However this source was written by Polydore Vergil, an Italian humanist who came to England and wrote the History of England, his analysis of Wolsey wasn’t very good as they’d had a personal feud due to Wolsey being jealous and Vergil spent a brief period in prison. So this source can be taken with a pinch of salt however it may have some truth as it was written after Wolsey had fallen from power, so Vergil was looking back at an entire career of Wolsey’s and knew that whatever he did write, Wolsey could not have him punished for. Source 2 agrees with source 1, as source 2 talks about how Wolsey treated the nobility which supports where source 1 says ‘his hostility towards nobles created great irritation’ also in source 2 it talks about bowing ‘before his Majesty’ while this would technically mean king Henry, as it says in source 1, Wolsey ‘considered himself the equal of kings’ and so it shows how arrogant
Assess the changing roles and responsibilities of the Senate during the reign of Tiberius. INTRODUCTION Although characterised as the reign of terror in the Tacitean tradition, Tiberius was very effective in maintaining the dyarchy with the Senate established by Augustus. Due to his conservative Claudian background, Tiberius wished to see the Senate act as an autonomous body and even extended its role to incorporate judicial and legislative functions whilst consulting it on matters regarding foreign policy. Ancient historians are generally negative in regards to Tiberius’ relationship with the senate due to their inherent political bias led by the Tacitean view. Modern historians however provide a more balanced perspective attributing the loss of the Senates power largely to their subservience rather than the tyrannical nature of the principate.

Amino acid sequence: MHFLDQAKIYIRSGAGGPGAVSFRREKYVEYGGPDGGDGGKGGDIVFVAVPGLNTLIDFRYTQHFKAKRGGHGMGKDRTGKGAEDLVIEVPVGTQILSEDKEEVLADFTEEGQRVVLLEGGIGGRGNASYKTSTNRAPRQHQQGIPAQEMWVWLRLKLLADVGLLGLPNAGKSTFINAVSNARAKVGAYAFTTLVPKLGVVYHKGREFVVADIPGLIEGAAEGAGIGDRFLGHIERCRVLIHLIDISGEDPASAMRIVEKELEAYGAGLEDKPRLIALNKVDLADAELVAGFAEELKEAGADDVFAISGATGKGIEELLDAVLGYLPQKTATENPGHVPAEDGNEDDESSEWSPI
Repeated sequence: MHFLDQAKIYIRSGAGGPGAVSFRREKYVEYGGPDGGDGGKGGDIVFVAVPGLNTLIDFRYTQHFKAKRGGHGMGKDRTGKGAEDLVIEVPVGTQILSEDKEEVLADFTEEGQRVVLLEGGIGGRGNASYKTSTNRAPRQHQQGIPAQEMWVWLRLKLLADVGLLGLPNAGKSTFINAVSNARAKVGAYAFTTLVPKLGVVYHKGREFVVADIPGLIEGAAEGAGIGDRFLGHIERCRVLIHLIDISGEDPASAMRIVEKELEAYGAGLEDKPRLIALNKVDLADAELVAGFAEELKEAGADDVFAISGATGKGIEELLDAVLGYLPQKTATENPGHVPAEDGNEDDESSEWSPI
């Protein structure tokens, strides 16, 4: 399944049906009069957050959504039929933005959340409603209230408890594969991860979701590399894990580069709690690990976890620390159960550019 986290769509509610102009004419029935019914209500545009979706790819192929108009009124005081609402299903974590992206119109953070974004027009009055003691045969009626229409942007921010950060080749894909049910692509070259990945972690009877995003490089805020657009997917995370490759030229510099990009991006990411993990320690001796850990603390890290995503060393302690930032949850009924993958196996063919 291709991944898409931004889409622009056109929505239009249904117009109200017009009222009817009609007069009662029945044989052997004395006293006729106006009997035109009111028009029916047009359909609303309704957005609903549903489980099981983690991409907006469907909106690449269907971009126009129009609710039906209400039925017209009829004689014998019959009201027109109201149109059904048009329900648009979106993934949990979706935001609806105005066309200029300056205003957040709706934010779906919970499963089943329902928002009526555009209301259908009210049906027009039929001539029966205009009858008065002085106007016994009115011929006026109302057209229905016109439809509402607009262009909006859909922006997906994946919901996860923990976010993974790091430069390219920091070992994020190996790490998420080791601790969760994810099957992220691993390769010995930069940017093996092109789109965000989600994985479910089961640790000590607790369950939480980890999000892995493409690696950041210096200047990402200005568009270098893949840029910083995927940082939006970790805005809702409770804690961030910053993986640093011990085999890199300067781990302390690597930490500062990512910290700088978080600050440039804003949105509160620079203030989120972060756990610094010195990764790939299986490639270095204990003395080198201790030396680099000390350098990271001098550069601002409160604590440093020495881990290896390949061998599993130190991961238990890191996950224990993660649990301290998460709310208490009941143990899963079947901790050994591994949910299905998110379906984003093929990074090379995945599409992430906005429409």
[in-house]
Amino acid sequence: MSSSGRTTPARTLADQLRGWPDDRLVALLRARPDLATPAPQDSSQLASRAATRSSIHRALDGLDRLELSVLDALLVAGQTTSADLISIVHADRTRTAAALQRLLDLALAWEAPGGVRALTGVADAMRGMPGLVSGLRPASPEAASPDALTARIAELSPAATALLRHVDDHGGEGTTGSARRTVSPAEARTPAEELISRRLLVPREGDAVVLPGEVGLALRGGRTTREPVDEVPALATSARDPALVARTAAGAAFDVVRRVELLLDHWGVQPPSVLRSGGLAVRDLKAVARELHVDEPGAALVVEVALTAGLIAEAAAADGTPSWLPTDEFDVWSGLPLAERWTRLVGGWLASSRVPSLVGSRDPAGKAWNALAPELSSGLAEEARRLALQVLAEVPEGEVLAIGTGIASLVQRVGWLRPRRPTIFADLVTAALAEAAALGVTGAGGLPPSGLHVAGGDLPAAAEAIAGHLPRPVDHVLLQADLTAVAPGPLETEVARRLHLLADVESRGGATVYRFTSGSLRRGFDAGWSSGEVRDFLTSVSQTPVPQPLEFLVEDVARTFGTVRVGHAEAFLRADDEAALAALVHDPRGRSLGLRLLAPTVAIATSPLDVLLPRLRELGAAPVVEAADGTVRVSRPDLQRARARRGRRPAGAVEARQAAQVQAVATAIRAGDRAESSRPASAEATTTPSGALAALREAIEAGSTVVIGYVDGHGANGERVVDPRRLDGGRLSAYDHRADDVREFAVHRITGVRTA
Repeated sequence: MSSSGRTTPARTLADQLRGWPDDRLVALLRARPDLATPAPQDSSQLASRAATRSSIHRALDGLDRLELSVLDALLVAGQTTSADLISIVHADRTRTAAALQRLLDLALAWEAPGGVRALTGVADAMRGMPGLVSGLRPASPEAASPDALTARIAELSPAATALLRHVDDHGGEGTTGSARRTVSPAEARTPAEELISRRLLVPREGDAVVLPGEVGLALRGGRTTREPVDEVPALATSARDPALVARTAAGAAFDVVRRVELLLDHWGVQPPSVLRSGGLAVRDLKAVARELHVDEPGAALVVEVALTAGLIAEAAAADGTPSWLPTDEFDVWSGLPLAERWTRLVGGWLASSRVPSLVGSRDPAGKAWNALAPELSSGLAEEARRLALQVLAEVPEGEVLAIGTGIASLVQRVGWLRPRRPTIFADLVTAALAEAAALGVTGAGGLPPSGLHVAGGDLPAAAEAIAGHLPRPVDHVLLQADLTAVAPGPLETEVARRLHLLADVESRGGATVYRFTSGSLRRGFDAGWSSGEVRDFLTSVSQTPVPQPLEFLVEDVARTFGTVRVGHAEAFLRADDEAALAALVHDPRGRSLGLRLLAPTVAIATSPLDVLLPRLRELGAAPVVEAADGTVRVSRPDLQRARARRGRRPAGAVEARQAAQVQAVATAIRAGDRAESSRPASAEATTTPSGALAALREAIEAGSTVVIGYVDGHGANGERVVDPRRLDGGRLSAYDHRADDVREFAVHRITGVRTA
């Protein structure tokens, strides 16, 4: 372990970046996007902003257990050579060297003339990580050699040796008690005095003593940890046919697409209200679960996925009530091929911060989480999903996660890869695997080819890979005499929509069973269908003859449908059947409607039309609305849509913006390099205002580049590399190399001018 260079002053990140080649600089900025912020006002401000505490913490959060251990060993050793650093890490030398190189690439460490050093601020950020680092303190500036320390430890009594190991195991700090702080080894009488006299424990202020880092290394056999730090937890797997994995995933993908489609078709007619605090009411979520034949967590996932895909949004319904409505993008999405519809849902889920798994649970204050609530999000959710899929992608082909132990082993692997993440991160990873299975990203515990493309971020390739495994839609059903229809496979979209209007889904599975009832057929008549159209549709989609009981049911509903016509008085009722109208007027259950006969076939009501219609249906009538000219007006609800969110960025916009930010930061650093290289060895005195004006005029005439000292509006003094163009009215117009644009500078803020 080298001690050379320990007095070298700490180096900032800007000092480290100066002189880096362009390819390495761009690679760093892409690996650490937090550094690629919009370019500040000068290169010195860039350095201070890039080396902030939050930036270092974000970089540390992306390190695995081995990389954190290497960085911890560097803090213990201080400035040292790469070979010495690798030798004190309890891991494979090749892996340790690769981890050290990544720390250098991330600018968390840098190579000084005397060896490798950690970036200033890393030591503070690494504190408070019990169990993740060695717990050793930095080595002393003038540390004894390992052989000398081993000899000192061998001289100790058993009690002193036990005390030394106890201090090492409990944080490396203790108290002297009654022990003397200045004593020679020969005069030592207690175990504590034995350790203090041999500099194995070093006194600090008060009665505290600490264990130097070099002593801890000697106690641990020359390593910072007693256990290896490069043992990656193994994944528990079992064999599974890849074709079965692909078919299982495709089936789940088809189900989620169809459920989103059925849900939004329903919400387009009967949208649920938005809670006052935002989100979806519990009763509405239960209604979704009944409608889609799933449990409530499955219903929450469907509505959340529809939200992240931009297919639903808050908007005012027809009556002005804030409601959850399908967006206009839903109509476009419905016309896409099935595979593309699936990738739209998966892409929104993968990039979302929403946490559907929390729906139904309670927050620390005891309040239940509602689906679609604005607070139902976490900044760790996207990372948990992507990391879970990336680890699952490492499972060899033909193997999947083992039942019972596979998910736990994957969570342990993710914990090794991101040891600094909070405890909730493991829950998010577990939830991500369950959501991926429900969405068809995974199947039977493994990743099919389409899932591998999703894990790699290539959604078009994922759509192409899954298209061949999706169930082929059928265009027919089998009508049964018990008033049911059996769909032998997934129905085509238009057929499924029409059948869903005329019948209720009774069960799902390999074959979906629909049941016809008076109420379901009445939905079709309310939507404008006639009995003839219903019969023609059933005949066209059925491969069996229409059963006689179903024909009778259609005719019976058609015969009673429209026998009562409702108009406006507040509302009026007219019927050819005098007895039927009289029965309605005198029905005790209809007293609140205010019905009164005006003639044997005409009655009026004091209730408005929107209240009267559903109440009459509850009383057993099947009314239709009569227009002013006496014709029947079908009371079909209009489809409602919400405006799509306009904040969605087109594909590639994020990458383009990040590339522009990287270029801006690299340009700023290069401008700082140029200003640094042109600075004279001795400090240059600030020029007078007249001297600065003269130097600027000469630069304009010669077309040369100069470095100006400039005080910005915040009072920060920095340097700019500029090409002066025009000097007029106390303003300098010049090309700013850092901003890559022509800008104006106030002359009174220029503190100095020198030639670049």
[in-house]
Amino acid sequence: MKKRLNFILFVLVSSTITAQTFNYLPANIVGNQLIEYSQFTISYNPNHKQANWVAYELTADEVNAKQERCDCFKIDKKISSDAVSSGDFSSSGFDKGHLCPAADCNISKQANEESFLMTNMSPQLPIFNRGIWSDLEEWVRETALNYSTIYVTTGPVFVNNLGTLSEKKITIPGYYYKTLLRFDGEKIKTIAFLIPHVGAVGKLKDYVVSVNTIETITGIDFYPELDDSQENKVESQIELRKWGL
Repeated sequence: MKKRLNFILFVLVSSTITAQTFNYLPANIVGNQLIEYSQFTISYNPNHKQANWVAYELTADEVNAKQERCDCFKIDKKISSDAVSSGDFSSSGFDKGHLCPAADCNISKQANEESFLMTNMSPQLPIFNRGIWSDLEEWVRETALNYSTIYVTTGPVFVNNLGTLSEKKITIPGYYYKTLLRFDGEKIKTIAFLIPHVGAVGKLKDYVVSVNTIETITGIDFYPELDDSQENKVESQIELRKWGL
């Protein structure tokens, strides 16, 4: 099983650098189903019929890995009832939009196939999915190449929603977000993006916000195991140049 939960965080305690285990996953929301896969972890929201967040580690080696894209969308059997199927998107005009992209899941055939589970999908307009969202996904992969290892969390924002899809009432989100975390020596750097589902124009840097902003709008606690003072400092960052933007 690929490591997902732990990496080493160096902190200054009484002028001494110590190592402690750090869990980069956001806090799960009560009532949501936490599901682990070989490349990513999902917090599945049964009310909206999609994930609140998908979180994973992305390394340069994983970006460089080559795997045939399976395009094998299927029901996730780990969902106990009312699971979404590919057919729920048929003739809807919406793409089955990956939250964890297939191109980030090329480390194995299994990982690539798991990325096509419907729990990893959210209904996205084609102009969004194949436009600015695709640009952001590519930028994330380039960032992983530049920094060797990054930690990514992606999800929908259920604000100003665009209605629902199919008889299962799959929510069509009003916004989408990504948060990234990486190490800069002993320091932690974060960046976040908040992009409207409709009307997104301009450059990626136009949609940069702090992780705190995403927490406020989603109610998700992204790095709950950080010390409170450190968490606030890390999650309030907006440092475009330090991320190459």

The Renaissance was a time period filled to the brim with intellectual, creative and learned people who have indeed shaped the world of philosophy into what is today. Two of the Renaissance’s, and possibly history’s, most influential philosophers are Italian born Niccolo Machiavelli and English philosopher Thomas Hobbes, each of whom have both conflicting and shared beliefs. Machiavelli views mankind as a body of inherently bad beings, while Hobbes believes that men are neither inherently good or bad, but that in a state of nature men are very selfish and greedy, only looking out for themselves. Each of the two philosophers views human nature differently. Machiavelli’s philosophy about the nature of man is that man as a whole is mostly bad and while retaining a few good qualities will lean towards his own self-interests when all things are equal; “that man has qualities that will bring him either praise or blame”.